Theresa May has urged Scottish voters to use the election to reject the SNP's calls for an independence referendum

    Speaking on the BBC's Good Morning Scotland programme, Mr Robertson accused the prime minister of putting her party before her country by holding a general election just two years after the last one.

    He added: "We are supporters of the Fixed Term Parliament Act, and that means that parliaments should go their term. "But we are not going to stand in the way of the election because the election is going to happen.

    "The Labour Party is going to vote with the Tories. We are not going to vote with the Tories, we are not going to make life easy for them, we are here to hold them to account." The decision to abstain in the Commons vote was made at a meeting of SNP MPs on Tuesday evening.

    Mr Robertson insisted he "absolutely" relished the prospect of an election, and said the SNP would be contesting every seat in Scotland with the intention of winning them.

    He said the vote "will be an opportunity for us in Scotland to at least get some insurance against the worst excesses of a hard-right Brexit, which is what the UK government is steering towards".

    Mr Robertson also confirmed that the SNP winning a majority of seats in Scotland would not be enough for the country to become independent - with a referendum needed to decide the issue.

    But he would not confirm whether or not the party's manifesto would have a commitment to an independent Scotland seeking EU membership - which is the SNP's current policy.

    First Minister and SNP leader Nicola Sturgeon joined Mr Robertson and the party's other MPs outside Westminster ahead of the Commons vote.
    She told journalists that the UK government's arguments against holding a second independence referendum would "crumble to dust" if the SNP won the election in Scotland.

    The SNP won 56 of the country's 59 seats in 2015 - making it the third largest party in the Commons - with the Conservatives, Labour and Liberal Democrats winning one each.

    http://www.bbc.com/news/uk-scotland-...itics-39640394

  17. #67
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    YES 522
    NO 13

    Election goes ahead.

  18. #68
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    Fairly decisive.

  19. #69
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    Quote Originally Posted by Digby Fantona View Post
    YES 522
    NO 13

    Election goes ahead.
    How was the SNP vote?
    Did Scotland exert her mighty power in this vote?

    The SNP don't want an election because they May lose their seats back to Labour.

  20. #70
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    Quote Originally Posted by wasabi View Post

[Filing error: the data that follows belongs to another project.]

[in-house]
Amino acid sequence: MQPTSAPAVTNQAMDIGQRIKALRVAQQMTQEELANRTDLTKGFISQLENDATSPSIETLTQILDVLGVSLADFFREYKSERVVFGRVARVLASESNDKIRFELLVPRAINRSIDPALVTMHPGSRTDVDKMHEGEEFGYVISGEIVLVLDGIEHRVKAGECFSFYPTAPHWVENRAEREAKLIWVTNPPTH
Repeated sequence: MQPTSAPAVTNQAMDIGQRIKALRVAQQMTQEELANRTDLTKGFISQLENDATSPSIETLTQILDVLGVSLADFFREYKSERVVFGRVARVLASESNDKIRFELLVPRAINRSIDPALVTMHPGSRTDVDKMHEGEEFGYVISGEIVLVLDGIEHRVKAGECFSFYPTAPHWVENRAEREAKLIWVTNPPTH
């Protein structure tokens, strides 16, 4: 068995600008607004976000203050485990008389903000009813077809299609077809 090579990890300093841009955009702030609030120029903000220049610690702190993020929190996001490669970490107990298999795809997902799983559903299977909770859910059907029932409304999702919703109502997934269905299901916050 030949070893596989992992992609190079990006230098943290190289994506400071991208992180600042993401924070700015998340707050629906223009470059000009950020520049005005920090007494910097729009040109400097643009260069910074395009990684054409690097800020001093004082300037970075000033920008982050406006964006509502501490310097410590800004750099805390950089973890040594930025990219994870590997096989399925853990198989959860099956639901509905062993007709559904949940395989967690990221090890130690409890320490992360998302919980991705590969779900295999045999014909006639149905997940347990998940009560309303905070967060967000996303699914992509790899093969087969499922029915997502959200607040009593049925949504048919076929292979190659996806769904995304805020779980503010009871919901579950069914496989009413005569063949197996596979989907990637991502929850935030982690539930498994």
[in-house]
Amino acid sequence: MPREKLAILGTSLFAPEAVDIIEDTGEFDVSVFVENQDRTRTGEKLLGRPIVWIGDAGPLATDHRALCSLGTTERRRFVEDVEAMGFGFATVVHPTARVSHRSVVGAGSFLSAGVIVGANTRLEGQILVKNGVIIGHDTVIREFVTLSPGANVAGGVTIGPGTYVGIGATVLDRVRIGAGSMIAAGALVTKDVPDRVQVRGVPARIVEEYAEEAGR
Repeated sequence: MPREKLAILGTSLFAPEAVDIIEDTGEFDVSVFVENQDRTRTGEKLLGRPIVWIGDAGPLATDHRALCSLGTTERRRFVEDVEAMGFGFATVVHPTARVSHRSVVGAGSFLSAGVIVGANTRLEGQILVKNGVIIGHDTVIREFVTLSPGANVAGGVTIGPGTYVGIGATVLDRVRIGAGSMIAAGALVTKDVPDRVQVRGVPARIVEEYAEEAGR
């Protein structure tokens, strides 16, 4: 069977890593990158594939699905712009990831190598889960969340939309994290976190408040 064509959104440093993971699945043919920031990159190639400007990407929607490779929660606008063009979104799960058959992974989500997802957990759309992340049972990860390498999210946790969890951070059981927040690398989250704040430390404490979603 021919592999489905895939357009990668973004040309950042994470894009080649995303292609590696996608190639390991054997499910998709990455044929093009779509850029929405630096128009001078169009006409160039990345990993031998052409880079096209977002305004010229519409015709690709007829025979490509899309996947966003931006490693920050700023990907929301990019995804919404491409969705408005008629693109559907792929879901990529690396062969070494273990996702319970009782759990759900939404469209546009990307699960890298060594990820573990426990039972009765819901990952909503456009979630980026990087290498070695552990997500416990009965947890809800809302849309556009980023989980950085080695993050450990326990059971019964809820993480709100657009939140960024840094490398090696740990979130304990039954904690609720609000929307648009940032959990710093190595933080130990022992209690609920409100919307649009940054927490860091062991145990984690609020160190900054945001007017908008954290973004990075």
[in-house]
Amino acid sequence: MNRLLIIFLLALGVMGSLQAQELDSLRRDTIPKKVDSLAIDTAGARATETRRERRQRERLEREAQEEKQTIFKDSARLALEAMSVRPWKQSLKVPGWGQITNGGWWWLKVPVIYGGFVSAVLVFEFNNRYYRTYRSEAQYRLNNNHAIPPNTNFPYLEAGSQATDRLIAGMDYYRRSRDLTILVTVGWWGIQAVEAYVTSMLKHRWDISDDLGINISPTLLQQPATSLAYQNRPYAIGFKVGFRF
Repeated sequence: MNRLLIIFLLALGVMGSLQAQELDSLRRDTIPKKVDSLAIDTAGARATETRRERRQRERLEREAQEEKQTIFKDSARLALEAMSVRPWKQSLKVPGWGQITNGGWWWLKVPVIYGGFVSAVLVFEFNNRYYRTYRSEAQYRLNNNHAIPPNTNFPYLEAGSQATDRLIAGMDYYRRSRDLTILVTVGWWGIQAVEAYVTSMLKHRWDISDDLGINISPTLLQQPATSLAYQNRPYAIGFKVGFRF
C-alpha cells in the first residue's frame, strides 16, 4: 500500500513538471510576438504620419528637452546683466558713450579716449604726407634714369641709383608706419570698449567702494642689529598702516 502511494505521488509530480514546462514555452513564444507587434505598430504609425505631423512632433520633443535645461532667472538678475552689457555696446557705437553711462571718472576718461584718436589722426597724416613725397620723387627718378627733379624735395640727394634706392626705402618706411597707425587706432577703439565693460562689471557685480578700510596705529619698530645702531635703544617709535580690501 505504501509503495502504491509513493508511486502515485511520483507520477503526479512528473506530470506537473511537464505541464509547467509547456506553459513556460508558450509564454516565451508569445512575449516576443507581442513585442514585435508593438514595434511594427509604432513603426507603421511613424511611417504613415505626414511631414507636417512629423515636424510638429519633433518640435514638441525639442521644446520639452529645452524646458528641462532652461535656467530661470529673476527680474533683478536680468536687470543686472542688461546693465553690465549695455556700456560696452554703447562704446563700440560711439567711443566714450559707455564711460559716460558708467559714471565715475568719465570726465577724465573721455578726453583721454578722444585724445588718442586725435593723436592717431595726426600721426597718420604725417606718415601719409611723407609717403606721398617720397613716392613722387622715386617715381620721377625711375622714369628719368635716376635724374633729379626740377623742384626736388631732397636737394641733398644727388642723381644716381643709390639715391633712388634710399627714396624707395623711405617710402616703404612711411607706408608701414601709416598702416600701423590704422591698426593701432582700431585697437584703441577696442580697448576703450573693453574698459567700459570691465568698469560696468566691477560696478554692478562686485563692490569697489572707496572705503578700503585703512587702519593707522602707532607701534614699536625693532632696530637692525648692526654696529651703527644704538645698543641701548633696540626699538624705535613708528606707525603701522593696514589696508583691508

Quote Originally Posted by Digby Fantona View Post
    YES 522
    NO 13

    Election goes ahead.
    How was the SNP vote?
    Did Scotland exert her mighty power in this vote?

    The SNP don't want an election because they May lose their seats back to Labour.
    Can't see Labour winning many seats back as they are currently more despised than the Tories in large parts of Scotland, in fact the Scottish Tory leader Ruth Davison is actually quite well liked and respected (for a Tory in Scotland anyway). A more likely scenario is people who are fed up with the SNP of which there are many but can't bring themselves to vote Tory (or Labour) will vote LibDem as they used to have a fair few seats in Scotland before the last election and I can see them getting some back.
    Independence day - June 23 for Brits.

  21. #71
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    Quote Originally Posted by buriramboy
    can't bring themselves to vote Tory (or Labour) will vote LibDem
    I think that's going to be the case in England too. Much as it makes me feel queasy I'm probably going to vote Lib Dem - a vote for Labour is just wasted vote IMO and I know a lot of people feel totally let-down by Labour's inactivity over the last year or two. I agree that Scotland will stay pretty much solidly SNP, it'll be a long time before labour are trusted again there.

  22. #72
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    Quote Originally Posted by DrB0b
    I'm probably going to vote Lib Dem
    The Liberal Democrats are a slimy shower of shit. Despicable twats who cannot accept democracy.

  23. #73
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    sounds like you guys are stuck with bad political parties

    makes LePen a credible political party next to your clowns

  24. #74
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    Quote Originally Posted by Digby Fantona View Post
    Quote Originally Posted by DrB0b
    I'm probably going to vote Lib Dem
    The Liberal Democrats are a slimy shower of shit. Despicable twats who cannot accept democracy.

  25. #75
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    It's interesting how the lib Dems have watered down their position from ignoring the outcome of the referendum as stated immediately after it to their election position of only wanting to stay in the single market. Their leader is a pillock for saying there is no mandate to leave it. It's a core part of the EU.